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IoT Sources wrote an initial story about the U.S. government plans to launch to a nationwide 5G network. This story by  provides an update on the progress being made towards making a nationwide 5G network a reality.


With the stroke of a pen, President Donald Trump avoided another government shutdown and helped pave the way for more wireless spectrum to be used for next-generation 5G wireless service.

The Ray Baum’s Act was passed as part of the $1.3 trillion spending bill Trump signed into law Friday. Earlier in the day, Trump had threatened to veto the legislation, but he announced that he had signed it into a law preventing a government shutdown.

The legislation, named in honor of the late Energy & Commerce staff director who died last month, includes language from the Mobile Now Act, which identifies more spectrum that can be used for 5G. The legislative package also paves the way for wireless spectrum auctions. And it reauthorized the FCC for the first time in 28 years.

FCC Chairman Ajit Pai applauded the passage of the legislation.

“Today’s action by President Trump and Congress will help America lead the world in 5G,” he said. “It is also noteworthy that this constitutes the first reauthorization of the FCC in decades. Reauthorization helps our agency steer a path forward in our work on behalf of the American people.”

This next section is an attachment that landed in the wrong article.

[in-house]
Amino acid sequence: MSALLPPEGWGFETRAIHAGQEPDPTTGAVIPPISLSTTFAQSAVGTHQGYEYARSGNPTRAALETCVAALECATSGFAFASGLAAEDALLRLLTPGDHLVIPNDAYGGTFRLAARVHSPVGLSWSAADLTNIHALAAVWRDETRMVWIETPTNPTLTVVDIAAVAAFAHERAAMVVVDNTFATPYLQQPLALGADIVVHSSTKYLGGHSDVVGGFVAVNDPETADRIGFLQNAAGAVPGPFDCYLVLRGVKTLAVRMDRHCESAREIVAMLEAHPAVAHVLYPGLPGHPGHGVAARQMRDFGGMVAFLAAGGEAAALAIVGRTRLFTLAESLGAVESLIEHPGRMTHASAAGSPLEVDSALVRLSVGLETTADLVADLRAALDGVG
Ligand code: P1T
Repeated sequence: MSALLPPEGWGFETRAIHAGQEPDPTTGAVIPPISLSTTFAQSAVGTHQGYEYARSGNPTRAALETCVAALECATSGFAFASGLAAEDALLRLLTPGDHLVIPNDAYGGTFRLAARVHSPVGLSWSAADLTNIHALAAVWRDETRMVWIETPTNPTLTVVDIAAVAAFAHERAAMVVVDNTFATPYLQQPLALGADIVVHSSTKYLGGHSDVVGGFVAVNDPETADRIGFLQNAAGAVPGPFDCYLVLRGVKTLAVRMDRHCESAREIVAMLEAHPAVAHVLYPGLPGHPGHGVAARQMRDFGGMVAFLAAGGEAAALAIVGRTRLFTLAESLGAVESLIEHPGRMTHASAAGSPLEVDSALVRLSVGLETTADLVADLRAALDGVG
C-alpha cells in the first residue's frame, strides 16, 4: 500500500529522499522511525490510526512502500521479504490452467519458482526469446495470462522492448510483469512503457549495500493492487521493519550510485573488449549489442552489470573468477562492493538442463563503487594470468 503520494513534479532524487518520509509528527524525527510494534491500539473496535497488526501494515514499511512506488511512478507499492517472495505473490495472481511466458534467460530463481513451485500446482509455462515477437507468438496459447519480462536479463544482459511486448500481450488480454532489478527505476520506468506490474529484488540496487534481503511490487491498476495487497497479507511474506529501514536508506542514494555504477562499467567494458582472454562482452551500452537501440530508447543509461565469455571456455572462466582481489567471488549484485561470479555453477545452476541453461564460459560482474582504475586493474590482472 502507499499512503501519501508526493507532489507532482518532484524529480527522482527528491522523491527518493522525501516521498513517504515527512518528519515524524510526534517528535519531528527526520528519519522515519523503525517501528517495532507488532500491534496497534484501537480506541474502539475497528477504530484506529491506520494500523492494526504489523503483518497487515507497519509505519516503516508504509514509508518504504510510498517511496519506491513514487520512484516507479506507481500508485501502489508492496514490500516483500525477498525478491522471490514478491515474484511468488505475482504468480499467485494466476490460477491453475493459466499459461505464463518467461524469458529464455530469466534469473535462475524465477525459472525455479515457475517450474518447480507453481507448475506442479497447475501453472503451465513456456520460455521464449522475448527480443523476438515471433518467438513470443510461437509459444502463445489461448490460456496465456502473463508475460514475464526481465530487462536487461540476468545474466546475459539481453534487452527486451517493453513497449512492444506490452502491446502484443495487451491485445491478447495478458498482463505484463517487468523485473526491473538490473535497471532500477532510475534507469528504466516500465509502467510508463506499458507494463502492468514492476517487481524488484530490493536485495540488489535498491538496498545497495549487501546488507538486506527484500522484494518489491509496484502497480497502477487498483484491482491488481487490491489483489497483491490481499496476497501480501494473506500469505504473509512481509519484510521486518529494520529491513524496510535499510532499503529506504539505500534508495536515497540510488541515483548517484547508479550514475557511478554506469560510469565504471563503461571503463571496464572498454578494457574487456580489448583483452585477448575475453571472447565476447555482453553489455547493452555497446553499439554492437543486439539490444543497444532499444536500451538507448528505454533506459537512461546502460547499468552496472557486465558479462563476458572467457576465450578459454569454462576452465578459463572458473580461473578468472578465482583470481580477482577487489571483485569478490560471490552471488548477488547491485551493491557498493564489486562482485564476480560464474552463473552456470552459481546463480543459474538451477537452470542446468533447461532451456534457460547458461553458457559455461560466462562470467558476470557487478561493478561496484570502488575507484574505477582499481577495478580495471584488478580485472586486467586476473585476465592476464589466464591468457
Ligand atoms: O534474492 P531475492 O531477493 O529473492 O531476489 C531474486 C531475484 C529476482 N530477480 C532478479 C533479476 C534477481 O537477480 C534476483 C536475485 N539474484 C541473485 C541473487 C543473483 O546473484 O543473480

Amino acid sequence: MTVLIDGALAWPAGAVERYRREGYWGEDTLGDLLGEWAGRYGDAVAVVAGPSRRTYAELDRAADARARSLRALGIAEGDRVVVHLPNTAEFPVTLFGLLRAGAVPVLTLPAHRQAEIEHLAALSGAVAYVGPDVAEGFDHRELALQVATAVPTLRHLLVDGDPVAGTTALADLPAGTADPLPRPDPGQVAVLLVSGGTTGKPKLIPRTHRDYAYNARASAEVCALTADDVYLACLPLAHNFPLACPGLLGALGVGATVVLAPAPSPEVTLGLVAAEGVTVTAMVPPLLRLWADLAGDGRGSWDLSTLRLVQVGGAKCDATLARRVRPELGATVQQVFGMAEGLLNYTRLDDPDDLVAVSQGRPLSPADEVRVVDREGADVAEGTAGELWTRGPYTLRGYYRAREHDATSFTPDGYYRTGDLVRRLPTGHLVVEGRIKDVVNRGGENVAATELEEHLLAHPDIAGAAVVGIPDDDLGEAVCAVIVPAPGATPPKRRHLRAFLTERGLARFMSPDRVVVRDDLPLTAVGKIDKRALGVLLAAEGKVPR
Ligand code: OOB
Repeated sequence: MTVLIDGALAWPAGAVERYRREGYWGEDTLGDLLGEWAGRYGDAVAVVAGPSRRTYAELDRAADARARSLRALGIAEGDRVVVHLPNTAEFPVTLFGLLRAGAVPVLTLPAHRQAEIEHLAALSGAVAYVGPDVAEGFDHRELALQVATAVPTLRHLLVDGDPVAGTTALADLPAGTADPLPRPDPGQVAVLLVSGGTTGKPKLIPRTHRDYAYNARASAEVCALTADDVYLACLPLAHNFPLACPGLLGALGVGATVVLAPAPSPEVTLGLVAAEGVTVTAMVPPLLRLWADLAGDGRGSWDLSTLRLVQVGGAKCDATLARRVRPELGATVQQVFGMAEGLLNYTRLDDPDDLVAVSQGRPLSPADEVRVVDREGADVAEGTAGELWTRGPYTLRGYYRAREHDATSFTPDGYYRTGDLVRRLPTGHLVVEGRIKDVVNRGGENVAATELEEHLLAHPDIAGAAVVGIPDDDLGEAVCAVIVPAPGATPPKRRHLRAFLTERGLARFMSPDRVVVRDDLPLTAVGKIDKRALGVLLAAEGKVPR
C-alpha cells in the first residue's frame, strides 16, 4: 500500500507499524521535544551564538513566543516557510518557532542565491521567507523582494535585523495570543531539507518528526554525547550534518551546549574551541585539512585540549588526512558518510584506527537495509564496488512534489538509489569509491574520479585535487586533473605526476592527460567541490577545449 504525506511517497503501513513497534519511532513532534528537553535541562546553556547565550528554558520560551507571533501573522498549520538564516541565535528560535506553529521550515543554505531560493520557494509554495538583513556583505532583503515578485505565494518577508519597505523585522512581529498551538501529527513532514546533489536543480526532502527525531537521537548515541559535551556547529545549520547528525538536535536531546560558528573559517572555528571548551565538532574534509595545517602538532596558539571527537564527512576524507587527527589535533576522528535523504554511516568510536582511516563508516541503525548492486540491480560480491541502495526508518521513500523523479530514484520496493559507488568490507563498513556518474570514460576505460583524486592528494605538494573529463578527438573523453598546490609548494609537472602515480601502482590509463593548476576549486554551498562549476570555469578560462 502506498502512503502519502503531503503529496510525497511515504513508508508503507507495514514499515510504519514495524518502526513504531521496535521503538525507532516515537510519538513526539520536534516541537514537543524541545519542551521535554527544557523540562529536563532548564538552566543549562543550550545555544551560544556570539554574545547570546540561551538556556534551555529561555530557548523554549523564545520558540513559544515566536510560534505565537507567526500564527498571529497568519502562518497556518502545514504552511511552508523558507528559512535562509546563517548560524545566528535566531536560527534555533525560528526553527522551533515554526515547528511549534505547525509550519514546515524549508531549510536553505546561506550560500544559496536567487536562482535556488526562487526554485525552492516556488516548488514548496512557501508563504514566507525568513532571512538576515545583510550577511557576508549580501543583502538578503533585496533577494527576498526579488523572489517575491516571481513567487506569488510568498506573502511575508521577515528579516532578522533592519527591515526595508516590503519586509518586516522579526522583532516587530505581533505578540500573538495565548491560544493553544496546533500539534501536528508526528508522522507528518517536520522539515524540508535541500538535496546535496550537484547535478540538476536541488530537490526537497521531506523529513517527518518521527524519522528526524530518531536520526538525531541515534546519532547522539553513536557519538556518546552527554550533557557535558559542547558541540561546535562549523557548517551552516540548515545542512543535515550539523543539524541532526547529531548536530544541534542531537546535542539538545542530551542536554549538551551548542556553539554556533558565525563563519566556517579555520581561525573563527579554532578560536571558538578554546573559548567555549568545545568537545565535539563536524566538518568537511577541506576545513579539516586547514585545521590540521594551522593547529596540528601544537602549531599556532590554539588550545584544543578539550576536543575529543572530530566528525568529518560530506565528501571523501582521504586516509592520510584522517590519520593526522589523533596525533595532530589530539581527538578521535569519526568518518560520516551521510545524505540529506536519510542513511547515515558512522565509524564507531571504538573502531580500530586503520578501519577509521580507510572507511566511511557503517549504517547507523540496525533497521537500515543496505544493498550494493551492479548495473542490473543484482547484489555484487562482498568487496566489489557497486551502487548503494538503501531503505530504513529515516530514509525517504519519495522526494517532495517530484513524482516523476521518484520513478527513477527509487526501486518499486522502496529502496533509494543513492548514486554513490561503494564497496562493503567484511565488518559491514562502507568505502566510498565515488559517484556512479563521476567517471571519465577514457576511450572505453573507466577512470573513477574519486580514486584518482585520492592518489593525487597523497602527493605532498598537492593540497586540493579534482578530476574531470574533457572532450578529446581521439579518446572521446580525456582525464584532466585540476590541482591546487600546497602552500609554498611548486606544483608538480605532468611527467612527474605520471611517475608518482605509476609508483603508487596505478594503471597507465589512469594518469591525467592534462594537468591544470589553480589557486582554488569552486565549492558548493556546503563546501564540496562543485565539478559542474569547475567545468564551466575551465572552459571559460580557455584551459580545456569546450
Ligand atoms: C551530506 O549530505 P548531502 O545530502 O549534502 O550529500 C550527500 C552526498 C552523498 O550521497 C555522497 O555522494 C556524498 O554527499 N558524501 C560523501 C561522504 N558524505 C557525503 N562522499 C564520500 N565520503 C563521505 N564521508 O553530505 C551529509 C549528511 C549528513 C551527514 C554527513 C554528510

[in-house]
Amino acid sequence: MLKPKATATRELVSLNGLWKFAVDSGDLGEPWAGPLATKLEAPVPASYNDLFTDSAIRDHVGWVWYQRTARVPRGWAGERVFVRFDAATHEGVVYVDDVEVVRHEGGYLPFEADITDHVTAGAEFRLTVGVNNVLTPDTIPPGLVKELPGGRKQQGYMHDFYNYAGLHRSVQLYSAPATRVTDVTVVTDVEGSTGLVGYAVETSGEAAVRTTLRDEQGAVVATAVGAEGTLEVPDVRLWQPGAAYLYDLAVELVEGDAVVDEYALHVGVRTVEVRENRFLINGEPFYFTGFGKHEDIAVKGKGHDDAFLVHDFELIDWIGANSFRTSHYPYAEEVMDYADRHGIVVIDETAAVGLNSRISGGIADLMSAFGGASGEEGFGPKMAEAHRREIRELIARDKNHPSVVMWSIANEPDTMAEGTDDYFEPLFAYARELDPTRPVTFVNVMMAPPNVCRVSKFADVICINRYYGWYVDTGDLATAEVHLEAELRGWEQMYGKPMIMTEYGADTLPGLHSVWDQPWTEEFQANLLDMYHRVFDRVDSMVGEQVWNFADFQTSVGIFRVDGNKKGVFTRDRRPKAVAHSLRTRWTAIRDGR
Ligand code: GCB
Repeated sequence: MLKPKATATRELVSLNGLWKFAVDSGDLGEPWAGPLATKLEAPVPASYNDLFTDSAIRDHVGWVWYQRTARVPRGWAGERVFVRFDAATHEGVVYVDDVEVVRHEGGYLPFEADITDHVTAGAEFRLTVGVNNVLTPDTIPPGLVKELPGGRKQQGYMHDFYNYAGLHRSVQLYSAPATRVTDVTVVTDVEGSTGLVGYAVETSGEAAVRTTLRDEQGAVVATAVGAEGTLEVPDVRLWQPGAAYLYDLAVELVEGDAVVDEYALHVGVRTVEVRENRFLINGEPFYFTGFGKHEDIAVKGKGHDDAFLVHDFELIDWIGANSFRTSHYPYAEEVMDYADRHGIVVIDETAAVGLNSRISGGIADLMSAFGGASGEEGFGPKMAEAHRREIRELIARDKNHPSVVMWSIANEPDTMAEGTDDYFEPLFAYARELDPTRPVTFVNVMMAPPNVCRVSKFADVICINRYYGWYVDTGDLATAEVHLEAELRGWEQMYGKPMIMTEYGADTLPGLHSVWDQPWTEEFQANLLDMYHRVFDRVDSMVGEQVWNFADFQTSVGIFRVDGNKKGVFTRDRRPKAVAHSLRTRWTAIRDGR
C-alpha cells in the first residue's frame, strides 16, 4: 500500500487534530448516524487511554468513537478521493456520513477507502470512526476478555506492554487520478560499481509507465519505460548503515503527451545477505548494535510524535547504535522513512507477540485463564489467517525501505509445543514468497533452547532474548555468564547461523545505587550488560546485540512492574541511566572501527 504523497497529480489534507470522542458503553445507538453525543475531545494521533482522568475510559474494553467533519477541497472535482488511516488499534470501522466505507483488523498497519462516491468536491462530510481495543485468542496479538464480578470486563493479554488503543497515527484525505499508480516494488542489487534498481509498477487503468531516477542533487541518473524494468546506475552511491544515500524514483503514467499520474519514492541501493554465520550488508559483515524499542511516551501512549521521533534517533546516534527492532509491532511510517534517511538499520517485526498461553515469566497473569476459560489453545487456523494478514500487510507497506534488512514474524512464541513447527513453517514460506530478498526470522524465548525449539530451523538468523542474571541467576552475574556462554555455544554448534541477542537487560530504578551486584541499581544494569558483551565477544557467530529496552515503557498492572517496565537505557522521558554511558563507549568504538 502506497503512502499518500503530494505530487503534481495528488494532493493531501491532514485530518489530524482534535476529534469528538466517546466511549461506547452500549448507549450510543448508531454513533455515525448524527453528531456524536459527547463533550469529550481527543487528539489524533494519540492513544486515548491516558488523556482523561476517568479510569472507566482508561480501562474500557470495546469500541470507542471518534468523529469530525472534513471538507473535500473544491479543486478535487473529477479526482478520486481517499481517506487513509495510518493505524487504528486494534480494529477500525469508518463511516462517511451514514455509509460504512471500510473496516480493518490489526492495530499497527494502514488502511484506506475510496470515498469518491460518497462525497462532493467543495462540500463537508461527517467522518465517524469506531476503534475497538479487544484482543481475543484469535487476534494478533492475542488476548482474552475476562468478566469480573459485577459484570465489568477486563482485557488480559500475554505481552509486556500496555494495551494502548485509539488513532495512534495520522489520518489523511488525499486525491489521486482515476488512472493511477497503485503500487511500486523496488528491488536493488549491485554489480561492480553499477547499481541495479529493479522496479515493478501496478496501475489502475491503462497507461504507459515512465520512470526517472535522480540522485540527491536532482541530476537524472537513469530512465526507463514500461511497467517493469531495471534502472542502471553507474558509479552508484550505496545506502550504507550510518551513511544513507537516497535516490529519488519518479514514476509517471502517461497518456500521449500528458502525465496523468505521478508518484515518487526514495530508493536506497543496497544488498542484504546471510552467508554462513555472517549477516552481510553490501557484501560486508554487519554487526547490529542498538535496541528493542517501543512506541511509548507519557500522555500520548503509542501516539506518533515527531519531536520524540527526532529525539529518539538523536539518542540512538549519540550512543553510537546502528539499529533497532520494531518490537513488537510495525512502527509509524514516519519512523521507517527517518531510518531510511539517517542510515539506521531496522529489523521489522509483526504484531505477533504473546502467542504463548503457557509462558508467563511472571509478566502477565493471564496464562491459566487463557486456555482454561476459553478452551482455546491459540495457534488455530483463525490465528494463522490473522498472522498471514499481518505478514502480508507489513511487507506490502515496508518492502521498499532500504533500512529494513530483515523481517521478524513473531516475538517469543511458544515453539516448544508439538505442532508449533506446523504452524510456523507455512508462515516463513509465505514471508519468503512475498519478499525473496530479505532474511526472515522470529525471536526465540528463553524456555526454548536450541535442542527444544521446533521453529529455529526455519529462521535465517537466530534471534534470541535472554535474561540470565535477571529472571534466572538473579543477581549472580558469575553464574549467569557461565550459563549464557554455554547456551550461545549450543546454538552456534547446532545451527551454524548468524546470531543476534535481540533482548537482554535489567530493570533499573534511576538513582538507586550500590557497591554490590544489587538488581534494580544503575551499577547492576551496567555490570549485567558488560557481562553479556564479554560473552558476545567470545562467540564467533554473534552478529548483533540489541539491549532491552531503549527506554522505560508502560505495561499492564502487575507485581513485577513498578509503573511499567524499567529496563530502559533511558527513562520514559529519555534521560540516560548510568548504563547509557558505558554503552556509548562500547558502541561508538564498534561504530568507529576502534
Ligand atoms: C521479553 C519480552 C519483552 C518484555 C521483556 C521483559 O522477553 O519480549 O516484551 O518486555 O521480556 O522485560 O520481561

The news comes as regulators and wireless companies talk up the benefits of 5G or the fifth generation of wireless technology. It promises to be significantly faster and more responsive than previous generations of wireless technology. It’s expected to usher in innovative applications in self-driving cars, telemedicine and the trend in net-connected devices called the internet of things.

While the promise of 5G has been hyped, actual rollouts have been slow. Regulators at the FCC have been pushing policies to ensure the US maintains its leadership in wireless. On Thursday it voted to relax requirements for 5G small cell radio deployments in order to speed up deployment.

US Wireless providers are expected to make significant headway in 2018. Verizon and AT&T plan to launch limited mobile 5G service this year, while T-Mobile and Sprint are setting things up now for a commercial launch early next year. Handset makers and chipmakers are working to get devices ready for 2019 as well.

FCC Chairman Pai announced in February, at the Mobile World Congress trade show in Barcelona, that the FCC is planning a series of auctions starting this year in mid-range and higher frequency radio bands to feed demand for 5G wireless service.

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